NO LAND TO HUNT ON? HERE’S HOW YOU CAN CHANGE THAT
I think a lot of hunters, especially those who are new to the obsession, are in the same boat
that I found myself in not so long ago. They have a love and a passion for hunting, but no
permission to hunt or land of their own to go hunt on. Public land might not be an option, as there might not be any nearby or it might seem like too big of a beast to tackle, especially for newer hunters. Believe me, if this is you, I feel your pain. I’ve been there. But take heart, I have your solution.
The following steps are ones that I took to get out of that very situation. I encourage you to
take these steps TODAY and get on to worrying about which buck is going to be #1 on your
hitlist instead of whether or not you’re going to have a place to hunt this year.
Step #1: Make a list and ask everyone you know
Everybody knows somebody. Make a list of everyone you know who might be connected to
huntable land. After you’ve compiled your list of names, figure out how you can get ahold of each person. My recommendation is that you go and see them face to face. I’ve found that there’s just something about being and shaking someone’s hand and being genuine and honest that increases the success rate.
If you can’t ask everyone face to face, I would suggest you give them a call. If you can’t reach them by phone, another solid option is a handwritten note. Detail will vary depending on how well you know the person but write out who you are, what you want to do, and how you’ll do it legally and ethically. Be cordial and include your telephone number and a return of address. Work this list of names all the way through and there’s a chance you just might land a new hunting spot or two.
Step #2: Make a list and ask everyone you DON’T know
No one can use the excuse that they don’t actually know someone who has land. Even if
you’ve exhausted your list from above and still don’t have a hunting spot, there’s still hope.
What about that field you’ve driven by 100 times and see deer in every evening? This next step takes some guts, but if you’re willing to try it, you can be successful. I know this because it has worked for me.
Using Google Maps and the OnX hunting app, I found a handful of properties close by that I thought looked juicy and then went and knocked on doors. This might sound intimidating, but if you keep in mind why you’re doing it, the awkwardness will become an afterthought. Think about what you’re going to say and rehearse beforehand. Make sure you only do this during daylight hours. Never knock on someone’s door at night to ask if you can hunt on their property. I can almost guarantee you the answer will be a hard no.
If the property owner isn’t there, come prepared and ready to leave a handwritten note
similar to the one I mentioned in Step #1. In this case, since you’re going in blind, take your time and introduce yourself. Be respectful and use your best manners.
Write out what you’d like to do and make sure you include how you intend to do it in a legal and ethical manner. End it by thanking them for their time and saying how appreciative you’d be if they would respond to you. Include your telephone number and a return address. The handwritten note route really works well with some people, as a handwritten note is something you don’t see much anymore. I haven’t done this too many times myself because my first bet is asking face to face, but I will say that I have gotten a response 100% of the time when I’ve left a handwritten note addressed to the property owner in their mailbox or at their doorstep. Don’t expect that response rate, but just know that it works.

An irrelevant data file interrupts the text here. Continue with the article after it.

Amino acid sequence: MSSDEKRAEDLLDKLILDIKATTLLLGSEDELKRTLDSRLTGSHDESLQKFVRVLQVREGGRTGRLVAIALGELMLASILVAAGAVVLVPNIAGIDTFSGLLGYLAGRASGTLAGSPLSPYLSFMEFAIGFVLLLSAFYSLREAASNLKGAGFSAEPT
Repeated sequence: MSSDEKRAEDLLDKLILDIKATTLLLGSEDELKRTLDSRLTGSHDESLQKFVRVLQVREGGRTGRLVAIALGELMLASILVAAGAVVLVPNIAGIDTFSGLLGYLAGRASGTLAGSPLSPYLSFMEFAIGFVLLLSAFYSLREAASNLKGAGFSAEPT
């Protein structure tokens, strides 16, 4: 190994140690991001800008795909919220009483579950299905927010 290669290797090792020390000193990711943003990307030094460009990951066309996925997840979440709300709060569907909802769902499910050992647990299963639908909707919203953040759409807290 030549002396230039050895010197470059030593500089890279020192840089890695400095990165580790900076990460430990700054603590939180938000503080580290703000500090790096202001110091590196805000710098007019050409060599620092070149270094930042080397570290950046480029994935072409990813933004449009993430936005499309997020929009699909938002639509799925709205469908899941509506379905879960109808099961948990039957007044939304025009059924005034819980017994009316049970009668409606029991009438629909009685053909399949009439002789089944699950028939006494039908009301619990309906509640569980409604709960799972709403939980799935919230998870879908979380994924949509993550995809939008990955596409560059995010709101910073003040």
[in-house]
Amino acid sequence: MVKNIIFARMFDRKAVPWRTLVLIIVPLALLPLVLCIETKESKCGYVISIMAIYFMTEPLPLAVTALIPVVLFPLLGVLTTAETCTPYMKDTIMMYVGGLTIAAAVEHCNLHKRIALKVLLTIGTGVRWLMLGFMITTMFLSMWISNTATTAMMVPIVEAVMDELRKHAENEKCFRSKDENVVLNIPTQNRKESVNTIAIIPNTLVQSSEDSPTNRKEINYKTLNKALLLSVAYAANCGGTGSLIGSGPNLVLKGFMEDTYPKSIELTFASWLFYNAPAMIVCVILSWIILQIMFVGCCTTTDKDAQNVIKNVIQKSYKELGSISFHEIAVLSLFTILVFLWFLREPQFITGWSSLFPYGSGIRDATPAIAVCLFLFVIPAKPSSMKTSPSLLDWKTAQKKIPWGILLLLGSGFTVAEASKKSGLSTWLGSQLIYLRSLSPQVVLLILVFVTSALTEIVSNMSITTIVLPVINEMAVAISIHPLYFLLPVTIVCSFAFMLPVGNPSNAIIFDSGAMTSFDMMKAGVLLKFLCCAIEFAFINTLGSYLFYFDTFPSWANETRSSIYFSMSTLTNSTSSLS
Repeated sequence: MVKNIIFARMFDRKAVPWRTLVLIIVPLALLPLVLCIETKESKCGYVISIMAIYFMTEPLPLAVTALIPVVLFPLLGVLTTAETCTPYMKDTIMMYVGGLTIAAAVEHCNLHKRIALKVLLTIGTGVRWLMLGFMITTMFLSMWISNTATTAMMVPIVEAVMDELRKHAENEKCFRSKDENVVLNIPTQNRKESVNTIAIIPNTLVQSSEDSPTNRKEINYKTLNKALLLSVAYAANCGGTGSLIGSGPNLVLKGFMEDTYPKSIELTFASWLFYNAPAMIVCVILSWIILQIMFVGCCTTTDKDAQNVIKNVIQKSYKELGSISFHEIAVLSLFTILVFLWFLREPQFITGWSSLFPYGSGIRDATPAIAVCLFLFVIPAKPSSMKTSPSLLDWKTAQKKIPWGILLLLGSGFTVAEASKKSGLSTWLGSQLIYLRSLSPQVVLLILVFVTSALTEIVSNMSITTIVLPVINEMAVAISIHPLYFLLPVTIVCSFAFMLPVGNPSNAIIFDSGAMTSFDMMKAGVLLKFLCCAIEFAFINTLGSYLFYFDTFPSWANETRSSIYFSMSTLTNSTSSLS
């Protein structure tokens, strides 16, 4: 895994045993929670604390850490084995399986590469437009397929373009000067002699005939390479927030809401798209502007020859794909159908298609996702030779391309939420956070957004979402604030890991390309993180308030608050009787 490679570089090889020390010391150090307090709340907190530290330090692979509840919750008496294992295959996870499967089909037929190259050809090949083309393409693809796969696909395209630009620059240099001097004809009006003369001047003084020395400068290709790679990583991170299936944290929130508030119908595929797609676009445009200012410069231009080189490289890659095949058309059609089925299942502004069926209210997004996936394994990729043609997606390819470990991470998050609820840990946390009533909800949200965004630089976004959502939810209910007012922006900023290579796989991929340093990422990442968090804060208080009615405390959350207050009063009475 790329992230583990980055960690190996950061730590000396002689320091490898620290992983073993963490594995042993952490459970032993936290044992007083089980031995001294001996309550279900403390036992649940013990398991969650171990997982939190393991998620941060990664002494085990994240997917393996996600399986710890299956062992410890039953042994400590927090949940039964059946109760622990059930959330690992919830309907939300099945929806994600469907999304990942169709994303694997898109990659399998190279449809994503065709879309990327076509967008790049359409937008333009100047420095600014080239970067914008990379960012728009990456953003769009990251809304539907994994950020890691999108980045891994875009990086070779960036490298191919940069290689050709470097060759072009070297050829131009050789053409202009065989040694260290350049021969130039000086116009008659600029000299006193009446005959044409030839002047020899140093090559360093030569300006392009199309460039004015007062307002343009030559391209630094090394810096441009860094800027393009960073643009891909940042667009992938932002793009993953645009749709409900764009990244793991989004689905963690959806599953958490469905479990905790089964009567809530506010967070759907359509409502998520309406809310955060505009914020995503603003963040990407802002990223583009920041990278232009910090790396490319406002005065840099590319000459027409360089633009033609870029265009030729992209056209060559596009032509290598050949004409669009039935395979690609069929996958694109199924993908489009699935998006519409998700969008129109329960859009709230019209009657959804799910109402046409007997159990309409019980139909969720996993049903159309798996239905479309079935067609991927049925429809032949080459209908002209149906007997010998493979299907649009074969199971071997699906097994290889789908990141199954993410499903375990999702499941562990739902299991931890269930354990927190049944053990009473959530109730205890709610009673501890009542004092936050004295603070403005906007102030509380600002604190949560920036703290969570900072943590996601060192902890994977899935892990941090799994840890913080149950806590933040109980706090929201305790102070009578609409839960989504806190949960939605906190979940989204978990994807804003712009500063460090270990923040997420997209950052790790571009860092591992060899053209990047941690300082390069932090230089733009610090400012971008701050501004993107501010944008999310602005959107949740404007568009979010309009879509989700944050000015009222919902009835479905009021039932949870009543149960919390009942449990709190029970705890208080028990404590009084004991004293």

Beggars can’t be choosers, but try to focus in on areas that are close to you. Ten acres of
land that holds deer (or whatever species you’re hunting) ten minutes away can be worth more than 100 acres of land that holds deer 100 minutes away. Focus on getting permission to hunt those 10 acres that are close by. If/when you get permission, really spend time with boots on the ground figuring out how the deer use and move through the property. This will greatly increase your chances of being successful.
Remember, presentation is huge, especially when you’re on Step #2. Someone has to be
able to trust you before they’ll give you permission to hunt on their property. The first
impression you make with them could make or break your chances.
Be polite. Ask them what their condition(s) are. If they say yes, ask them where you should park, what time(s) of day you can come, etc. Thank them for their time and for listening to you even if they don’t say yes. I’ve been denied permission by someone before, but then got it the next year by circling around and following up with them. Be persistent, but don’t be pushy.
Most importantly, don’t get discouraged! You never give up on that giant buck, so why
would you give up on this? There will be many no’s, but when you get that yes it will all be
Lastly, as you are doing all of these things, keep in mind that doing them well can help
change any negative stereotypes or connotations that people might have of the hunting
community, which ultimately benefits us all. I sincerely hope this encourages you and helps you grow in your passion and love for hunting. Now get out there and use these steps to find yourself a place to hunt!
You can follow the author on his social media at @quarteringandaway